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Consumption behaviour in Goa changed during lockdown

By Pradeep B Salgaonkar and Seema P Salgaonkar

The world is hit terribly by COVID-19 and people globally are fighting the virus since early 2020. The lockdowns while slowing down the spread of the infection also slowed down the economic activity drastically. It forced people to change their lifestyle, behaviour and consumption patterns in different ways.

In normal circumstances consumers exhibit a selective and controlled buying behaviour as the choice is with them. They decide when to buy, what to buy, how much to buy, from whom to buy etc. However in extraordinary circumstances such as pandemic breakouts, followed by lock downs of the entire nation, the circumstances are non-normal and the consumer behaviour changes significantly.

The changes in market place in wake of COVID-19 lockdown prompted a survey. It was to find out, whether people experienced shortages in goods, whether there was tendency to overstock, whether consumers paid premium prices for goods, whether the purchase decisions were impacted by opinions and behaviour and whether people consumed differently.

The research was undertaken primarily in Goa with a sample size of 632 respondents. The survey revealed that, Goans had to face a lot of hardships for obtaining essential goods during the initial days of the lockdown.  There was fear and anxiety among the residents and shopkeepers alike. There were shortages, price hikes, empty shelves and overstocking.

Survey findings:

   The results showed that 63 per cent of the respondents faced shortages when they went out for shopping. Many had to return empty handed, move from store to store to get the requirements, and grab whatever they could get.

   Whopping 81 per cent of the surveyed had to wait in queue before their number came for shopping. Likewise, a large number 74 per cent said that shopping was very time consuming. Long serpentine queues were observed in the initial days of lockdown and people waited for hours together sometimes only to witness empty shelves. It resulted in picking up whatever that was available and moving from one store to another store to get all goods they wanted.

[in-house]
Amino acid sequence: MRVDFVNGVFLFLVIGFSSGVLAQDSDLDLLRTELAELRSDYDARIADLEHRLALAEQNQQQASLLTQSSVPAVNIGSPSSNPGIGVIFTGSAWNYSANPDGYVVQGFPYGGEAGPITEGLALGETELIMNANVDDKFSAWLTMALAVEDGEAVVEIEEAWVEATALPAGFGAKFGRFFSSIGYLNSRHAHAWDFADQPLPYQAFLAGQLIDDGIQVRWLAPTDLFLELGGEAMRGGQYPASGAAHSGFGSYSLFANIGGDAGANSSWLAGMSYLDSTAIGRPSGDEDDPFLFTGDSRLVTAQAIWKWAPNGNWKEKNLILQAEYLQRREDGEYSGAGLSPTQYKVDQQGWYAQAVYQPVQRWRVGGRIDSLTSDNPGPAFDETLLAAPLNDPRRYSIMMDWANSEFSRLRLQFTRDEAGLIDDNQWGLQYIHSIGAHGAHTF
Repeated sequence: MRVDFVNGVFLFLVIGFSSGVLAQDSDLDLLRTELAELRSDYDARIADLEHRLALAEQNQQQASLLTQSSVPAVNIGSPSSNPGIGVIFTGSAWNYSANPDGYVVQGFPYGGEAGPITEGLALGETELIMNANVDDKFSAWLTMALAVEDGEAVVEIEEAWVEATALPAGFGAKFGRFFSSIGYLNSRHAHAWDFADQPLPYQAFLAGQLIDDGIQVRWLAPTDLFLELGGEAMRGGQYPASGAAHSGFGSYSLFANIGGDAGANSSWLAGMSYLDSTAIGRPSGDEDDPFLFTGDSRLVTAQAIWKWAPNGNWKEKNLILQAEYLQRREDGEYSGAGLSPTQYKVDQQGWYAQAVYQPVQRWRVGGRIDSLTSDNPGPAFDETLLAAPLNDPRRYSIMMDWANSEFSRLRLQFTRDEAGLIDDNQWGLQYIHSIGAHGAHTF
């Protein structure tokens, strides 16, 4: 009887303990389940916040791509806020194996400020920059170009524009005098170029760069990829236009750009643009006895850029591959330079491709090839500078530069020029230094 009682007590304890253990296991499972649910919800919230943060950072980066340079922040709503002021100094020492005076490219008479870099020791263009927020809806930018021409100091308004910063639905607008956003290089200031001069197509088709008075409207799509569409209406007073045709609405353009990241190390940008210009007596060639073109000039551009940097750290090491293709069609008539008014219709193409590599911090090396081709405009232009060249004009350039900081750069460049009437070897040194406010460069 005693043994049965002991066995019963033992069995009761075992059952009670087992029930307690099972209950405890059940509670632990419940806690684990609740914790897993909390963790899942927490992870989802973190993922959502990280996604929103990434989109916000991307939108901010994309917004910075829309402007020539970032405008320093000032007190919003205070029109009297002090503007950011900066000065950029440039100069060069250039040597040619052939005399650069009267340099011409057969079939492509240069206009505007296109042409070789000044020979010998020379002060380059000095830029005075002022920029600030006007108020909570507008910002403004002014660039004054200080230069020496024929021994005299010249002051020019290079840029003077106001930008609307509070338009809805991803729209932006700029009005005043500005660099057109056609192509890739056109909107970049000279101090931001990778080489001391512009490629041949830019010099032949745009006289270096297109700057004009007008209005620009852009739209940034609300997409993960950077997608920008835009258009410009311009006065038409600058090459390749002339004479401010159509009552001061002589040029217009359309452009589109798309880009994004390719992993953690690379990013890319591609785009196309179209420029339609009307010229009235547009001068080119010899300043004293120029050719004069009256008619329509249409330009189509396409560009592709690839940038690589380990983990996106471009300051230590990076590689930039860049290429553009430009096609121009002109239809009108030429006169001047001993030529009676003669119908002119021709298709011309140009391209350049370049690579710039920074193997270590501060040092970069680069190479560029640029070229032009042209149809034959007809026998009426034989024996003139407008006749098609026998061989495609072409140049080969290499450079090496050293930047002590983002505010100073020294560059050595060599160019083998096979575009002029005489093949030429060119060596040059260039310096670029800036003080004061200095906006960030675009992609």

A big number 73 per cent had to go to more than one stores in order to buy everything on the shopping list.

   Sizeable 65 per cent did stock up products which otherwise they wouldn’t have stocked up. And 56 per cent of the respondents spent more money in purchasing more items than otherwise they would spend. This clearly indicates panic buying for over stocking at home

   The market forces did have their role to play in influencing the consumption behaviour of people at large. The people were, to some extent, influenced by social media and by the opinions, behaviour and actions of others around.

   Marketers and shopkeepers took advantage of the situation to make that extra buck by selling essential goods at a premium price. Sizeable 56 per cent of the surveyed paid higher than usual prices for essential
goods.

   Overall people became more conscious about their health and wellness. They started consuming healthy food, started focusing on their health and wellness and took more sleep. The survey showed that a whopping 75 per cent respondents  said that their focus on health and wellness increased.

   Peoples’ online content consumption surged many fold. According to the survey 72 per cent respondents agreed that on an average their consumption of social media, TV/entertainment, and online content increased. Only about 15 per cent said it did not increase.

   Consumption of groceries, vegetables, sanitizers, soaps, hand wash and masks, biscuits and internet usage increased. Whereas on the flip side consumption decreased in respect to cold drinks and beverages, fast foods, non vegetarian food, clothes and accessories, ice creams.

   People also opined that they started using a few products like sanitizers, masks, ginger, frozen foods, noodles and online fitness videos, which otherwise they did not consume. They felt that these categories of products may become a part of their lifestyle for the near future.

   The overall observation is that people behaved differently in non-normal times like those of COVID-19, they acted differently and consumed differently, than they would have behaved and consumed in normal times. There was fear, anxiety, uncertainty and confusion prevailing all over, which was different from the normal times where there is order, certainty and things are better controlled. The demand for certain categories of products surged, while that for certain categories just slumped. In general, majority people faced shortages of goods, difficulties and hard times. 

The writers are founders of Saldots Academy, Porvorim. Pradeep  Salgaonkar  is also the immediate past chairman, Goa Management Association

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